We all know we have to check the mail. Yes, there may be bills or important documents, and there may even be a greeting card or coupons for your next shopping trip. But when you pass away, have you wondered what will happen to your mail? How does the post office learn of your death? Who has access to your mail and who can protect it?
After a loved one passes away, the United States Postal Service offers guidelines on how to handle the mail. Also, these recommendations will help with the accumulation of mail and unwanted attention to your residence. Unfortunately, identity theft continues to rise, as does mail fraud through our neighborhoods.
The individual with authority to handle the decedent’s affairs is the Personal Representative for the estate. This person, also known as an executor, is appointed through the probate court to handle legal and financial matters. Also, if there is a trust, then the successor trustee may handle the business of the decedent. Using documentation to reflect such authority, the local post office should be advised and provided copies of the paperwork in order to stop mail delivery. Depending on the family situation, this person, or another trusted family member, may reside at the decedent’s home, which could affect how to proceed. If there are individuals that reside or have access to the mail that the decedent would not want to have access, it is important to act quickly.
If you forward mail to another address, please note the post office currently has a one-year limit on the time that mail is sent to a different address. Therefore, during the administration period, the fiduciary for the estate will want to consider whether to update addresses, notify companies and financial institutions, and stop magazine subscriptions. Also, the Direct Marketing Association maintains a “Deceased Do Not Contact” list, such that within three months of the deceased’s name being added to the list, the amount of the advertising mail should decrease.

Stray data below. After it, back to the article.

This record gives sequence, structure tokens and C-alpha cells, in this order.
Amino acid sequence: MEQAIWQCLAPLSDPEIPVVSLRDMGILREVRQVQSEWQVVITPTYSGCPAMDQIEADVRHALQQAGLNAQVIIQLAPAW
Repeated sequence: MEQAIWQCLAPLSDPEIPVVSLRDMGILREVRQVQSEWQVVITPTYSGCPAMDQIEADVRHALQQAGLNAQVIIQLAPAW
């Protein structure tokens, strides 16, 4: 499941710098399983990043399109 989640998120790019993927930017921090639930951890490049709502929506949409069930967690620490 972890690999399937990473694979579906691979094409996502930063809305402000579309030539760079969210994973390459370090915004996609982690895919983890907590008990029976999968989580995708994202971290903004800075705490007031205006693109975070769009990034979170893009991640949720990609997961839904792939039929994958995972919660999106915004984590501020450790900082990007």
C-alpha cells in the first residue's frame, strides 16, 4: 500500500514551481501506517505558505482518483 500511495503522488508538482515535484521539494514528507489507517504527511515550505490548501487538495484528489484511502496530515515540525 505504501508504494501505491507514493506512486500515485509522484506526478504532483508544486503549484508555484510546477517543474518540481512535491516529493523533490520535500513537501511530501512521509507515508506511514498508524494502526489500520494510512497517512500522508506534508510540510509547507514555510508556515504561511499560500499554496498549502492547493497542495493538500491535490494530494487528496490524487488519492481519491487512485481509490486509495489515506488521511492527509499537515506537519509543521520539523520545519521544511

In addition, it is important to consult with an attorney as notifications could have undesired side effects such as limiting access to information, frozen bank accounts, or creditor action. Sinclair Prosser Gasior can help advise you during the estate administration on these matters and help gain access with the necessary documentation. Unless you shared a mailing address with the deceased, it still is a federal offense to open someone’s mail, so best to act promptly in order to prevent potential issues and to safeguard information.